Availability and Cost of Prescription Medicines in Mexico

"Common prescription medicines are available without a doctor's script, except for antibiotics and narcotic medications. They need a doctor's prescription. Up to 50% lower than the US. I get a 10% discount at the local supermarket's pharmacy with a Federal discount card (INAPAM). You have to be over 60 and a permanent resident," commented one expat in an expat healthcare report.

"I believe for most Americans that the advantage to using INSABI is for prescription drugs. You can't have medications sent to you in Mexico from the U.S. You have to go to the states about every 3 months," advised another expat.

Doctors at Pharmacies in Mexico

"Most pharmacies have an attached doctor available during work hours (sometimes morning only) and you can get a quick consultation either free or at insignificant cost - very useful if you need an antibiotic because these need a prescription now. Most medicines are available without a prescription except for psychotropic and antibiotics. Generic medicines are freely available, this means that medicines in general cost a fraction of the price you'd be charged in, say, the USA," wrote one expat in a report about healthcare in Monterrey, Mexico. "6 days a week, 8 hours a day I can go to my local pharmacy and pay 50 pesos for a consultation. I do that for things like insect bites, rashes etc," explained another expat.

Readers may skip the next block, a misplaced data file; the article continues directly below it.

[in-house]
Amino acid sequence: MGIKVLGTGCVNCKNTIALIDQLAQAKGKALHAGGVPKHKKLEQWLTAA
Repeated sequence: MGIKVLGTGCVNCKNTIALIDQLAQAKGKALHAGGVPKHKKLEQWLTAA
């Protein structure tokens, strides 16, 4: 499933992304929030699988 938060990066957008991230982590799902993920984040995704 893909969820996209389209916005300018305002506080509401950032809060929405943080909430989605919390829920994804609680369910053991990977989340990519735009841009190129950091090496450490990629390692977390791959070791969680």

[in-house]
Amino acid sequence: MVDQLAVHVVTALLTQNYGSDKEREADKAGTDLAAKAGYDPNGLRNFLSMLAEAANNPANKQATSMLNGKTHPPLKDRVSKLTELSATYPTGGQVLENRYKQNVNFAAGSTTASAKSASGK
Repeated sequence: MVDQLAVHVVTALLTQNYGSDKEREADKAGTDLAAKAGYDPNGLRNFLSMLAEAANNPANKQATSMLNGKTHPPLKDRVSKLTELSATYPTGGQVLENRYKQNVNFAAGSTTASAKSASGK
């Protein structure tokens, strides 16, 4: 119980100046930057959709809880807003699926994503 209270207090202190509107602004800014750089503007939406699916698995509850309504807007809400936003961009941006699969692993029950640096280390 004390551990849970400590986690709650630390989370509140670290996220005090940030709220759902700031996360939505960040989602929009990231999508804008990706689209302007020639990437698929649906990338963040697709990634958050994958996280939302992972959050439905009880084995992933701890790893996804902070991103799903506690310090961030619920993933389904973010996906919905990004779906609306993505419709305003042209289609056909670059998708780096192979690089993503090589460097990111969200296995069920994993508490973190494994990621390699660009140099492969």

About the Author

Betsy Burlingame Betsy Burlingame is the Founder of Expat Exchange. She launched Expat Exchange in 1997 as her Master's thesis project at NYU. Some of Betsy's more popular articles include 6 Best Places to Live in Costa Rica, 12 Things to Know Before Moving to The Dominican Republic and 7 Tips for Obtaining Residence in Italy. Betsy loves to travel and spend time with her family. Connect with Betsy on LinkedIn.